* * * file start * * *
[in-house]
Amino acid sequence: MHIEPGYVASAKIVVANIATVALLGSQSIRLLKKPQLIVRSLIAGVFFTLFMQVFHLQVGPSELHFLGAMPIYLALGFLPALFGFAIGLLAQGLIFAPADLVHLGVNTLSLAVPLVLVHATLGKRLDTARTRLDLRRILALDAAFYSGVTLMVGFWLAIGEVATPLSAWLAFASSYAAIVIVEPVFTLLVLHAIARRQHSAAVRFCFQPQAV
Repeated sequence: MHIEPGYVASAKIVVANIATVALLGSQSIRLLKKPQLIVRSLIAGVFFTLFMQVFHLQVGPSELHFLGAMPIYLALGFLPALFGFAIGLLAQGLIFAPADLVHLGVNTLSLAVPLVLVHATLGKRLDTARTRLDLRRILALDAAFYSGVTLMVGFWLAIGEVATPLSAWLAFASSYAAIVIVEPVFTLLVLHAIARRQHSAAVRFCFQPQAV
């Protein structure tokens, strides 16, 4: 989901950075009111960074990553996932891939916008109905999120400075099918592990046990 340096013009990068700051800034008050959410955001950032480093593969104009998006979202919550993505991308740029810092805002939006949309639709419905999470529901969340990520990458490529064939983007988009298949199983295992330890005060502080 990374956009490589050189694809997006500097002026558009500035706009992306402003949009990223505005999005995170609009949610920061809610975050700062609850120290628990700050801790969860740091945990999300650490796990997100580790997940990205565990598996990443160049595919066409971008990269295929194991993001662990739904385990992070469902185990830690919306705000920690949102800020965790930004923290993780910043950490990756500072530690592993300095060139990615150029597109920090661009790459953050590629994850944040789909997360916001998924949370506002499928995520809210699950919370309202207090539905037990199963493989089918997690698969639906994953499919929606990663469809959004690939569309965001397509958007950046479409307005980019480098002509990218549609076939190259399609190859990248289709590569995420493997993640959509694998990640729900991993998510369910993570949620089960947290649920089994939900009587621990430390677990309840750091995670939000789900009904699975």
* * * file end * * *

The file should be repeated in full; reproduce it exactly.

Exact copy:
[in-house]
Amino acid sequence: MHIEPGYVASAKIVVANIATVALLGSQSIRLLKKPQLIVRSLIAGVFFTLFMQVFHLQVGPSELHFLGAMPIYLALGFLPALFGFAIGLLAQGLIFAPADLVHLGVNTLSLAVPLVLVHATLGKRLDTARTRLDLRRILALDAAFYSGVTLMVGFWLAIGEVATPLSAWLAFASSYAAIVIVEPVFTLLVLHAIARRQHSAAVRFCFQPQAV
Repeated sequence: MHIEPGYVASAKIVVANIATVALLGSQSIRLLKKPQLIVRSLIAGVFFTLFMQVFHLQVGPSELHFLGAMPIYLALGFLPALFGFAIGLLAQGLIFAPADLVHLGVNTLSLAVPLVLVHATLGKRLDTARTRLDLRRILALDAAFYSGVTLMVGFWLAIGEVATPLSAWLAFASSYAAIVIVEPVFTLLVLHAIARRQHSAAVRFCFQPQAV
């Protein structure tokens, strides 16, 4: 989901950075009111960074990553996932891939916008109905999120400075099918592990046990 340096013009990068700051800034008050959410955001950032480093593969104009998006979202919550993505991308740029810092805002939006949309639709419905999470529901969340990520990458490529064939983007988009298949199983295992330890005060502080 990374956009490589050189694809997006500097002026558009500035706009992306402003949009990223505005999005995170609009949610920061809610975050700062609850120290628990700050801790969860740091945990999300650490796990997100580790997940990205565990598996990443160049595919066409971008990269295929194991993001662990739904385990992070469902185990830690919306705000920690949102800020965790930004923290993780910043950490990756500072530690592993300095060139990615150029597109920090661009790459953050590629994850944040789909997360916001998924949370506002499928995520809210699950919370309202207090539905037990199963493989089918997690698969639906994953499919929606990663469809959004690939569309965001397509958007950046479409307005980019480098002509990218549609076939190259399609190859990248289709590569995420493997993640959509694998990640729900991993998510369910993570949620089960947290649920089994939900009587621990430390677990309840750091995670939000789900009904699975």